Back to School - College Savings DissectedSubmitted by Blue Rock Wealth Management on August 31st, 2017
Back to School - College Savings Dissected
by Jennifer Johnson
It's August and we all know what that means, it's back to school! (I know some of you were thinking...FOOTBALL!! but we're talking school here.) With that fresh on everyone's minds I wanted to focus on college savings. If you're like me, this is the time of year that you are shocked at how old your kids are.
That means your child is one year closer to college whether they are starting preschool or 9th grade. Preparing for college is one of the top two goals that people come in concerned with -- right after retirement which is usually #1. Unlike retirement for which you may save 30 plus years (hopefully), college really sneaks up on you because at most you will save 18 years even if you start as soon as your baby arrives. This condensed savings period makes starting early very helpful but even if your child is starting 9th grade or even closer to college, you can still take some positive steps.
Before we get too deep, I want to remind you not to rob your retirement to pay for college for your kids. There are multiple ways you can get your kid through school including work-study and loans which are not options for retirement . At the same time, most parents share with me that they want to pay for most if not all of their children's college yet clearly they are struggling to do so. As a result, most kids today have a lot of student loan debt. Last month (July 2017) CNBC reported that student loan debt has grown by 250% over the last decade and the average borrower has $26,700 in debt. I've seen this impact the student as he or she begins adulthood when I speak with young people starting careers about savings goals. Often they will delay buying a home, getting married, having children or saving for their own retirements because they are making student loan payments which they may carry into their 30s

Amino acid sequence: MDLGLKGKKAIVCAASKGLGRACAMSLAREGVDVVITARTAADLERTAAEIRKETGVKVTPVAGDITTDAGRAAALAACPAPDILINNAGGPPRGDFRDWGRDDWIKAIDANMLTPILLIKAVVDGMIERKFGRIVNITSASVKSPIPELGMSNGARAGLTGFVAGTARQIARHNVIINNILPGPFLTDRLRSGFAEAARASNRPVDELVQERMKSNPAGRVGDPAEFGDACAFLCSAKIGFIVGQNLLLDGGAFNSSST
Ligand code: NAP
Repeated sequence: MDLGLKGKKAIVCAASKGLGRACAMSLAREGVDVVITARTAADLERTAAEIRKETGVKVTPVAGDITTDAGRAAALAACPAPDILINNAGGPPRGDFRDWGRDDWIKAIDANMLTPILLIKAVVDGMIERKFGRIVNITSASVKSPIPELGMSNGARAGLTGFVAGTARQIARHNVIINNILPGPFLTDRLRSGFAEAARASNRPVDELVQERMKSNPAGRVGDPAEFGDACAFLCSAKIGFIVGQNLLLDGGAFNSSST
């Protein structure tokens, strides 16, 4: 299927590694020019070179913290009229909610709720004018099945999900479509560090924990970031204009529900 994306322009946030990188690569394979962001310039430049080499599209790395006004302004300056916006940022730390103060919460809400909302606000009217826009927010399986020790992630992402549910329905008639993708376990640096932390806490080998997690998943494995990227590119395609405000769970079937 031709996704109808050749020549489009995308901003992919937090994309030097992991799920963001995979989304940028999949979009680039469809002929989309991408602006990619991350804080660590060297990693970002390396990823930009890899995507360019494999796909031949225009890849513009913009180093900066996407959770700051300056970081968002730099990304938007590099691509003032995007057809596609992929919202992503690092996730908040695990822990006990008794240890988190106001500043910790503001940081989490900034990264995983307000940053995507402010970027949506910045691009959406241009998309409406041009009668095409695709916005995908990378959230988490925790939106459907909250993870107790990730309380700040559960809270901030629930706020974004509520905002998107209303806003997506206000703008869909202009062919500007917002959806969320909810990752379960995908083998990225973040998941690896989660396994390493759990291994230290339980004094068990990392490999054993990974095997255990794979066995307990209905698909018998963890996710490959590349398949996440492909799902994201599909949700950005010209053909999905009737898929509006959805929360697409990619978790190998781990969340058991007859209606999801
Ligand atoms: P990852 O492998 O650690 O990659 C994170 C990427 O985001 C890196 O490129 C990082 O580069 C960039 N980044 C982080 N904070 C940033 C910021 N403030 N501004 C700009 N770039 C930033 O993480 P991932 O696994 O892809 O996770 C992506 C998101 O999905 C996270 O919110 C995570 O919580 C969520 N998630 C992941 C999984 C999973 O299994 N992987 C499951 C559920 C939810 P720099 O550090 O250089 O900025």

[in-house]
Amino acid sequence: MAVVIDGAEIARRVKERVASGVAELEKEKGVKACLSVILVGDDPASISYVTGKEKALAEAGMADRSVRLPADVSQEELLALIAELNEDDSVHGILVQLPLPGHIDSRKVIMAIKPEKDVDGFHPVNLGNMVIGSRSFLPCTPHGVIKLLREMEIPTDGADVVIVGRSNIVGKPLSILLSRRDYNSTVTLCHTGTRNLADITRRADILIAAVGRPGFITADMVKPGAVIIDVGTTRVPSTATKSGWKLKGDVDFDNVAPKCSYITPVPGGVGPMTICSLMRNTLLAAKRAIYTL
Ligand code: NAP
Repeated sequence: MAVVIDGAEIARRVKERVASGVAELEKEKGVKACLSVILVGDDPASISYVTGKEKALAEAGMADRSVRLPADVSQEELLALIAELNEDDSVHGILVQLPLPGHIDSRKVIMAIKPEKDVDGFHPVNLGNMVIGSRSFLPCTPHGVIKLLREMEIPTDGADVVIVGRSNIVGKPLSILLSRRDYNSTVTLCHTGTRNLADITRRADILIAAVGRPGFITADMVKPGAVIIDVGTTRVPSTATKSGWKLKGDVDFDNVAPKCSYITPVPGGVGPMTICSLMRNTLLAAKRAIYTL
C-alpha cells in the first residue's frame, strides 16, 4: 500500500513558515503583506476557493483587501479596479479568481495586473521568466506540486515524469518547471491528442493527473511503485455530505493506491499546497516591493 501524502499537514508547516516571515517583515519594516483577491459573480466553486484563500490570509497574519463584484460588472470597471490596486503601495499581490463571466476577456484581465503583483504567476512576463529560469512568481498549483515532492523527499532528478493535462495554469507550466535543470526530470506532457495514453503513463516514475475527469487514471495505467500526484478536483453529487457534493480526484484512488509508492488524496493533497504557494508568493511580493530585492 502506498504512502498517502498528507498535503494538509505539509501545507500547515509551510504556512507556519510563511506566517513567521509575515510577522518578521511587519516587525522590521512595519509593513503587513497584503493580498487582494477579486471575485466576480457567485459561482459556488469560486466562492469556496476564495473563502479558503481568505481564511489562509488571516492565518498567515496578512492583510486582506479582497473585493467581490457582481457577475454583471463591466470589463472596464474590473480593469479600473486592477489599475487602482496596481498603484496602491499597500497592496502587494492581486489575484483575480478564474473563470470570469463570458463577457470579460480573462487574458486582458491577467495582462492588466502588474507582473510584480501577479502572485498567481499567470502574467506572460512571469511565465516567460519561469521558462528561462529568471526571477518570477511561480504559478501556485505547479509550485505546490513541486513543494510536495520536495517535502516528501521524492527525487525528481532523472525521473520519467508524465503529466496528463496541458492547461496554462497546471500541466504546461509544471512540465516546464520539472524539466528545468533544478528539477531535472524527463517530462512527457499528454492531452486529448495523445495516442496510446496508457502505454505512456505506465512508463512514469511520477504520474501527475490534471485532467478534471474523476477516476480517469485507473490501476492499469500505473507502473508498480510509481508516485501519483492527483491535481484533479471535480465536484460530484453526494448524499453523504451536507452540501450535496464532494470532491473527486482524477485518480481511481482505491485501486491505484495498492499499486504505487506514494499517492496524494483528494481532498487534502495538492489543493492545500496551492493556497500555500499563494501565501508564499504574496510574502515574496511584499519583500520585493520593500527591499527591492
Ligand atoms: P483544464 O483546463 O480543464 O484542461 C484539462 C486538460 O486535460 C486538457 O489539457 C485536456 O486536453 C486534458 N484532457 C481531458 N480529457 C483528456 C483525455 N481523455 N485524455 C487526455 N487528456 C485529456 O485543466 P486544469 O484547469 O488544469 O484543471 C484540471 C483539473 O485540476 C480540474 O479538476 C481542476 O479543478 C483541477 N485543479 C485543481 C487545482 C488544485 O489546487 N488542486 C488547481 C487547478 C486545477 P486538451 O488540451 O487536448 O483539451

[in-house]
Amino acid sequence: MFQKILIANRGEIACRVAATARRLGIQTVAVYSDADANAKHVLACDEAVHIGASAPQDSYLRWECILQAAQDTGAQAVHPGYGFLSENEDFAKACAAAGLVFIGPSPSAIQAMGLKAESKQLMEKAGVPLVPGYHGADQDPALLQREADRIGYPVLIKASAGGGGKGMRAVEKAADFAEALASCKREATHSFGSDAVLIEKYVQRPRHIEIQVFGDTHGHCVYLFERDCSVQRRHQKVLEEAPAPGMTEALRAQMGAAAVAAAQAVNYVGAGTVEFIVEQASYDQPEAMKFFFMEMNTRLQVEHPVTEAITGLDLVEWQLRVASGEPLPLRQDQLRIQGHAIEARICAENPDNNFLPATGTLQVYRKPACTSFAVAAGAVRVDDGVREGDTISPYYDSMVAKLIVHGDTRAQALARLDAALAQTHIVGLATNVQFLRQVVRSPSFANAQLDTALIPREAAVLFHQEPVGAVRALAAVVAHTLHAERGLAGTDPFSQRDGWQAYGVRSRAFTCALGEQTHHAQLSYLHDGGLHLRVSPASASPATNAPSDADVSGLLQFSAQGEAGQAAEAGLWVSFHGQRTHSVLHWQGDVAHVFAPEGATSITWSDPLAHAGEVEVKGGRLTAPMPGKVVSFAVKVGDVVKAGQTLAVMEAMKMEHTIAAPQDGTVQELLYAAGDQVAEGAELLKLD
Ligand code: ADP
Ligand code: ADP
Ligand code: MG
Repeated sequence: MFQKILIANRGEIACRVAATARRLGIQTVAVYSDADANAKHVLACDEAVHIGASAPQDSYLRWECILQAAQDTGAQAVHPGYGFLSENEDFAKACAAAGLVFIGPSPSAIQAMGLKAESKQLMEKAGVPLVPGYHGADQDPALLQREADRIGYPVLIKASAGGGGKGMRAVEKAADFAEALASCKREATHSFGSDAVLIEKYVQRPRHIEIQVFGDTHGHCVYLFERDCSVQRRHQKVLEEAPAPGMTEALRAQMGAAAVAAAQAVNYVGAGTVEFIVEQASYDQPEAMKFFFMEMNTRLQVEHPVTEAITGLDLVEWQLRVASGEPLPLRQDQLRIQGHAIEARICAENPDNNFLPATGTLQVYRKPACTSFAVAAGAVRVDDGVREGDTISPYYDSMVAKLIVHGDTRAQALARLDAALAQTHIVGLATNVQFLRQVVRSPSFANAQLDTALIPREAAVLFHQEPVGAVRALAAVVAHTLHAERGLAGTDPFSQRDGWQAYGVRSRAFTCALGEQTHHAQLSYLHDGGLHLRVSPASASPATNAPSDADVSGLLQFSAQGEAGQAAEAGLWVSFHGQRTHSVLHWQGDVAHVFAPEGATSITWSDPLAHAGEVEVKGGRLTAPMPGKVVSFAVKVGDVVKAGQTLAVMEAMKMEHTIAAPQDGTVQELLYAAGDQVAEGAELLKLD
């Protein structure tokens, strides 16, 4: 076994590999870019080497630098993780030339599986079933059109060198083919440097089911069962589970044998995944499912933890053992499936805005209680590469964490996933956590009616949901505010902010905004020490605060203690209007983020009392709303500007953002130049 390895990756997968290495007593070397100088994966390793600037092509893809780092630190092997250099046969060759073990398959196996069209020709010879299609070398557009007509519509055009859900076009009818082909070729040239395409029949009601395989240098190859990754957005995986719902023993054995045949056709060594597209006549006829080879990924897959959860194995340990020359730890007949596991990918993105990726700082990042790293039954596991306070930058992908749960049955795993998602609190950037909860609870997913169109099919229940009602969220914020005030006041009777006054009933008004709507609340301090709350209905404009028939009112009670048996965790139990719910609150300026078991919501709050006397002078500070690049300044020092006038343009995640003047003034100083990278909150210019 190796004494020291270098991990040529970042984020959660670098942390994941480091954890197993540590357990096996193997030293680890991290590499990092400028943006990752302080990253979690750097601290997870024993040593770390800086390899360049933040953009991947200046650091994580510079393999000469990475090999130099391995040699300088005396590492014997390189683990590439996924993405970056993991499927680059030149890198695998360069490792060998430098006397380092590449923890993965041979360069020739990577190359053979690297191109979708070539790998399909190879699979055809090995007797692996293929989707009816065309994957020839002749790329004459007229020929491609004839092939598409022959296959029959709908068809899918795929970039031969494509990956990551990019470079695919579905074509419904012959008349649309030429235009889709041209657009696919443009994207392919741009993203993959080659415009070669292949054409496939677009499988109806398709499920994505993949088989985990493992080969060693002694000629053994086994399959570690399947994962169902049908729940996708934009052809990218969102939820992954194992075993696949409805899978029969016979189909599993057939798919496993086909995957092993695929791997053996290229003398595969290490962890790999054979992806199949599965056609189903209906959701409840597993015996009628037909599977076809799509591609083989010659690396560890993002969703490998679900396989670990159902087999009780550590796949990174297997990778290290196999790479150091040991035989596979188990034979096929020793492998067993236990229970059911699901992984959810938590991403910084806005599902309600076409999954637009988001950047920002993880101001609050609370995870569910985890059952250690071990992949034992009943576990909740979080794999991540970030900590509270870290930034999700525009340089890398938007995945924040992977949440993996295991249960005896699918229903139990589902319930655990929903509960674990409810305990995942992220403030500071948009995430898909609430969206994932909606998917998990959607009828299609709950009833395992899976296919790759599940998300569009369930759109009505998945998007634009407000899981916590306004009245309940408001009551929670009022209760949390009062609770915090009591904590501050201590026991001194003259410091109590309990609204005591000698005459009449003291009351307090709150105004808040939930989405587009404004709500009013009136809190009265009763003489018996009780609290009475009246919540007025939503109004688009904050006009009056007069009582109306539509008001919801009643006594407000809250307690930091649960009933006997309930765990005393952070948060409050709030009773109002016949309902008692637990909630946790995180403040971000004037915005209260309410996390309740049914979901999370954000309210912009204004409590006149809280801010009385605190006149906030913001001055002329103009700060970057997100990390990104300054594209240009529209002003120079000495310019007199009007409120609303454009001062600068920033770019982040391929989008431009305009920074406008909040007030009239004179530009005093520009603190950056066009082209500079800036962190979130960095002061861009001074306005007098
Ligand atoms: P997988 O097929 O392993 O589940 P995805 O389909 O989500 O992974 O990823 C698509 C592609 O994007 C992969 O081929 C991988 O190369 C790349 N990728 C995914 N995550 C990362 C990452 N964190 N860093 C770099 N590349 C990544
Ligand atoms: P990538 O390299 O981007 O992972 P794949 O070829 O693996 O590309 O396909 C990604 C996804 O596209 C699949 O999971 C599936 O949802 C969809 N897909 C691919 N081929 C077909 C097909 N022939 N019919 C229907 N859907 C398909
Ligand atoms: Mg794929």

Luckily, you can avoid this fate with proper planning. Before we talk about different savings options, we should talk about costs. If you look at the cost of attendance at most state supported colleges in North Carolina, they will show approximately $22,000-23,000 a year on their websites. I find parents spend around $16,000/year if they are frugal (meaning no luxury apartments for your student) and that estimate includes a lot of things that you are probably already paying for like health insurance for your child and some transportation to and from school. So some good news in that the cost of a public school at least may not be as bad as you think. But, one of the big challenges with college costs is how quickly those costs have been increasing. I use an inflation factor of 5% annually based on a long term average increases in college costs overall. This means each year the cost of attending college goes up by 5% and in truth some years including recently those costs have gone up by more.